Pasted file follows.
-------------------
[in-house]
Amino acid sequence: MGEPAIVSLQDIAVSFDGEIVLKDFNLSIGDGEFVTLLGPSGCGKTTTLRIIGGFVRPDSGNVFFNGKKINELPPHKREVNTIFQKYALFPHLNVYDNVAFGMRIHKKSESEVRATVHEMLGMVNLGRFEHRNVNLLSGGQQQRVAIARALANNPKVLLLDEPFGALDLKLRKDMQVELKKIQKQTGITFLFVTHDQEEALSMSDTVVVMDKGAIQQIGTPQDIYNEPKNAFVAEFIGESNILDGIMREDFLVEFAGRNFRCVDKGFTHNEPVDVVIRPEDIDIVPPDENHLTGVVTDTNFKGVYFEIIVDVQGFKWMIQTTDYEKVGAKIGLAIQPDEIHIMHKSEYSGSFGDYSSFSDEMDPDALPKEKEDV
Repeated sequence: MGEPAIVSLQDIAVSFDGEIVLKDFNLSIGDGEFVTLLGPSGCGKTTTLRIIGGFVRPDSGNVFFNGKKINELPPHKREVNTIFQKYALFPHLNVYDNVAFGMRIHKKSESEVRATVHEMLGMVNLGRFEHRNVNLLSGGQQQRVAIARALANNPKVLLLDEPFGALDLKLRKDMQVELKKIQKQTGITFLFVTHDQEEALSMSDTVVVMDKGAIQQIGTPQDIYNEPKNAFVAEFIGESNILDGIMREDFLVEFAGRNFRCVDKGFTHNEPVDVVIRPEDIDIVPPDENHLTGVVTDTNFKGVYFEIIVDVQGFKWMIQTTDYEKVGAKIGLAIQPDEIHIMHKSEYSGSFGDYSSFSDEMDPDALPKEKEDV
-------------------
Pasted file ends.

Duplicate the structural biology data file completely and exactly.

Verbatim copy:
[in-house]
Amino acid sequence: MGEPAIVSLQDIAVSFDGEIVLKDFNLSIGDGEFVTLLGPSGCGKTTTLRIIGGFVRPDSGNVFFNGKKINELPPHKREVNTIFQKYALFPHLNVYDNVAFGMRIHKKSESEVRATVHEMLGMVNLGRFEHRNVNLLSGGQQQRVAIARALANNPKVLLLDEPFGALDLKLRKDMQVELKKIQKQTGITFLFVTHDQEEALSMSDTVVVMDKGAIQQIGTPQDIYNEPKNAFVAEFIGESNILDGIMREDFLVEFAGRNFRCVDKGFTHNEPVDVVIRPEDIDIVPPDENHLTGVVTDTNFKGVYFEIIVDVQGFKWMIQTTDYEKVGAKIGLAIQPDEIHIMHKSEYSGSFGDYSSFSDEMDPDALPKEKEDV
Repeated sequence: MGEPAIVSLQDIAVSFDGEIVLKDFNLSIGDGEFVTLLGPSGCGKTTTLRIIGGFVRPDSGNVFFNGKKINELPPHKREVNTIFQKYALFPHLNVYDNVAFGMRIHKKSESEVRATVHEMLGMVNLGRFEHRNVNLLSGGQQQRVAIARALANNPKVLLLDEPFGALDLKLRKDMQVELKKIQKQTGITFLFVTHDQEEALSMSDTVVVMDKGAIQQIGTPQDIYNEPKNAFVAEFIGESNILDGIMREDFLVEFAGRNFRCVDKGFTHNEPVDVVIRPEDIDIVPPDENHLTGVVTDTNFKGVYFEIIVDVQGFKWMIQTTDYEKVGAKIGLAIQPDEIHIMHKSEYSGSFGDYSSFSDEMDPDALPKEKEDV